I took a step. Did I see something move?

The sound of cracking branches underfoot sent my adrenaline soaring. Sweat poured down my back. Just as I’d put my foot on the first step of the porch stairs, one of the boys in my class jumped out from behind a rhododendron bush and scared me. Without thinking, I cocked my right arm and punched that kid right in the face. Blood splattered everywhere. It turned out that the only bloodstain in that rickety old place was from Jason Smith’s busted nose.

That was the first time I understood the power of unchecked emotion. I also learned fear felt a lot like rage. It would be the first of many self-discoveries.

Yesterday, I experienced another epiphany and it came as a surprise only to me. While texting with a friend about her sometimes overly theatrical husband, I defended him by saying I understood his need to embellish emotions. Because he and I grew up in similar homes, explosive and unpredictable, we experience our feelings more acutely than others. We’re not dishonest but we are intense. We articulate life as we perceive it, with a passion not everyone understands. We’ve been conditioned to feel everything but show nothing.

We’re dramatic in the most understated of ways.

However, you wouldn’t suspect it because, on the surface, we’re both as easygoing as people get. He’s a calm, cool, collected guy—not even a hint of Charlie Sheen. Similarly, a friend says she can hear the ocean when she’s with me. We are lords of our emotions…most of the time.

I earned a PhD in Self-Control from the School of Survival while growing up. It was a graduation requirement if I was to matriculate beyond my family’s pedigree of mental illness and addiction. I wanted to be a first generation fighter; I was determined to be sober and healthy, however, doing so required conflict. There are deeply trenched places in my soul from the emotional hand-grenades lobbed at me as a kid. So, when I read in Brennan Manning’s book, The Wisdom of Tenderness, that “suffering will either make you bitter or tender,” I wanted to be tender. As a result, I feel more than most which can sometimes be a burden on those I love.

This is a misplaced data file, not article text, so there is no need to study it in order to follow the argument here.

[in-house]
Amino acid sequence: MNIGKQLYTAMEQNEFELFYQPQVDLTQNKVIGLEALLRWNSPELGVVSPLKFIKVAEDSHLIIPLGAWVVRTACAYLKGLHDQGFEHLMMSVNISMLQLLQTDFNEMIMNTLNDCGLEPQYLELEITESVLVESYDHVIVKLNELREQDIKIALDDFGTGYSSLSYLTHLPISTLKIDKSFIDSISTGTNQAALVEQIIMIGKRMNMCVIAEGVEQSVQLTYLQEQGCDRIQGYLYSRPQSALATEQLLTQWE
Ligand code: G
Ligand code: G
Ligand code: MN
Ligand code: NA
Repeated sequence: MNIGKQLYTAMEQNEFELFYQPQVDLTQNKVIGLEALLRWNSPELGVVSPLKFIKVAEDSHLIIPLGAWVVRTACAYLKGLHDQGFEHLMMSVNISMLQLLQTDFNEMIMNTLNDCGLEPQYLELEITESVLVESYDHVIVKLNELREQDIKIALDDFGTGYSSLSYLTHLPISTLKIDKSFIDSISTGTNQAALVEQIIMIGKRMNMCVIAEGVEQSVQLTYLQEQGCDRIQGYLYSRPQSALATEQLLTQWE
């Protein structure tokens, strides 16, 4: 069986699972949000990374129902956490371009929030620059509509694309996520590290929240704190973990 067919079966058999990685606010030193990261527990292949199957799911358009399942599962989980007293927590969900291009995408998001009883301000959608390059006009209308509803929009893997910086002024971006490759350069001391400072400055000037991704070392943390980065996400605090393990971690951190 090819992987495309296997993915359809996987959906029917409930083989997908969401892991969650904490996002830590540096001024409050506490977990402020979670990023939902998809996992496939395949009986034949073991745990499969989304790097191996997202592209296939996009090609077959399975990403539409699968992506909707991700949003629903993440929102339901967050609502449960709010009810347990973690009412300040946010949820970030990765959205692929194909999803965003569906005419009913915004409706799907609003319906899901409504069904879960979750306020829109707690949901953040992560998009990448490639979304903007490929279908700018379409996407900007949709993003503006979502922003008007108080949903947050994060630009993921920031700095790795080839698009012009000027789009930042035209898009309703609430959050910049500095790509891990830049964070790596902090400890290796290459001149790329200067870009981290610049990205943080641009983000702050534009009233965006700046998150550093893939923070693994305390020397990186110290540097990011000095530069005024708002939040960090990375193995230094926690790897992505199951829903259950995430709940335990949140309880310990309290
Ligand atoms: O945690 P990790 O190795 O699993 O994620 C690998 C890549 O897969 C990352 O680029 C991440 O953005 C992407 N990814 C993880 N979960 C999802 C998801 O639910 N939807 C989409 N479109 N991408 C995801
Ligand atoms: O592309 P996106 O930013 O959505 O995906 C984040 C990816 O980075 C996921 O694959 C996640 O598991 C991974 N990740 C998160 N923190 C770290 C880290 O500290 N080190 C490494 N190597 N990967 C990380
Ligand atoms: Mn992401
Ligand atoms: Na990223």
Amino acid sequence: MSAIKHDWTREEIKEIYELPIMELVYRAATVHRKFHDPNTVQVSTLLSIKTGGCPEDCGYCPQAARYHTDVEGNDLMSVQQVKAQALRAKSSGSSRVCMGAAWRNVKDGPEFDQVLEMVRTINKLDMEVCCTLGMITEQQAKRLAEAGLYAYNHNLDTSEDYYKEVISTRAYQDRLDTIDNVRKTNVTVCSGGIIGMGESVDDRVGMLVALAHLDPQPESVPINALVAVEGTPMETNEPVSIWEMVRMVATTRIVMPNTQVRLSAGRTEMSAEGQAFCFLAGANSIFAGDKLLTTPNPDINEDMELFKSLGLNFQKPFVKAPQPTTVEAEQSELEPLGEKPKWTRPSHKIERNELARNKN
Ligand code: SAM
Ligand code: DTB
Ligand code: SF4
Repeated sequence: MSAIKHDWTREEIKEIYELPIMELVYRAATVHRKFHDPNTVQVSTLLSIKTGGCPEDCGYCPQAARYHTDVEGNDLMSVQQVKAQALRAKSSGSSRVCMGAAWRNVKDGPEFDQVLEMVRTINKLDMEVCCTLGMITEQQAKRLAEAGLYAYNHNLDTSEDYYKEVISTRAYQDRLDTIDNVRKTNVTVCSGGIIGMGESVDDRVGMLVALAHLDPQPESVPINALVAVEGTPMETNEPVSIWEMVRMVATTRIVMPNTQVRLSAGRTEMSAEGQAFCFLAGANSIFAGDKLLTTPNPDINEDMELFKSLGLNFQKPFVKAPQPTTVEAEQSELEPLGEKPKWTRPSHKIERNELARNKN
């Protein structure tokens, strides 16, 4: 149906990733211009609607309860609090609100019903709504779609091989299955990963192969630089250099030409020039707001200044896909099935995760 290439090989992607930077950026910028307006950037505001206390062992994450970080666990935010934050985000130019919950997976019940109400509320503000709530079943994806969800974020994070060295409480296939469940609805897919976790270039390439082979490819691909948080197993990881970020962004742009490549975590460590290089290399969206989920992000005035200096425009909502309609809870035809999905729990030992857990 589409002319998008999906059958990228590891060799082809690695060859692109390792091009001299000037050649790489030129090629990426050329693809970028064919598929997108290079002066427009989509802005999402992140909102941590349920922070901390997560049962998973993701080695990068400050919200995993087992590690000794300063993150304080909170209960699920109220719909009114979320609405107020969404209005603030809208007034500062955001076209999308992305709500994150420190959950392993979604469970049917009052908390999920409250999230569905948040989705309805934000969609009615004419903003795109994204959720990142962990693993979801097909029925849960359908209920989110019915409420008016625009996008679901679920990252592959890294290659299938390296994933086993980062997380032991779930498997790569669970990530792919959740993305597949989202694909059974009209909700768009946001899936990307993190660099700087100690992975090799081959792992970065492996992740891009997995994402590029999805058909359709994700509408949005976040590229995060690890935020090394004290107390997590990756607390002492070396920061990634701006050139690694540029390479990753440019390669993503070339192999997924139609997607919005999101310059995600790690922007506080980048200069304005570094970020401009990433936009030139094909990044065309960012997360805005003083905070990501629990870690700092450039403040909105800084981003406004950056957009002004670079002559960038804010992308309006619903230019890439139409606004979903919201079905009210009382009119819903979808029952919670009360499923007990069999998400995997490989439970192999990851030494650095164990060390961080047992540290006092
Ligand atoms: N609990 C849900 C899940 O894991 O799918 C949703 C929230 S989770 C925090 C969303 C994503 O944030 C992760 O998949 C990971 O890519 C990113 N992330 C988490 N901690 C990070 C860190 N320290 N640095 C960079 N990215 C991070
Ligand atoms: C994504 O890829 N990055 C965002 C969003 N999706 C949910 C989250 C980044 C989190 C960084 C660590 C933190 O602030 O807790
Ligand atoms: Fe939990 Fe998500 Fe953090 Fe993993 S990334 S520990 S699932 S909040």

It’s a lovely way to put it, isn’t it, “Feeling more than most?”

Of course, I know I’m intense; I live with myself (which isn’t always easy), but what I didn’t know was the toll it takes on those who experience life with me. My closest friends help bear the burden of the emotional violence done to me. In doing so, there’s a sense in which these safe people in my life are making up for the other lousy people in my life. Yet, sometimes it’s hard on them to watch me retch and writhe with raw emotion.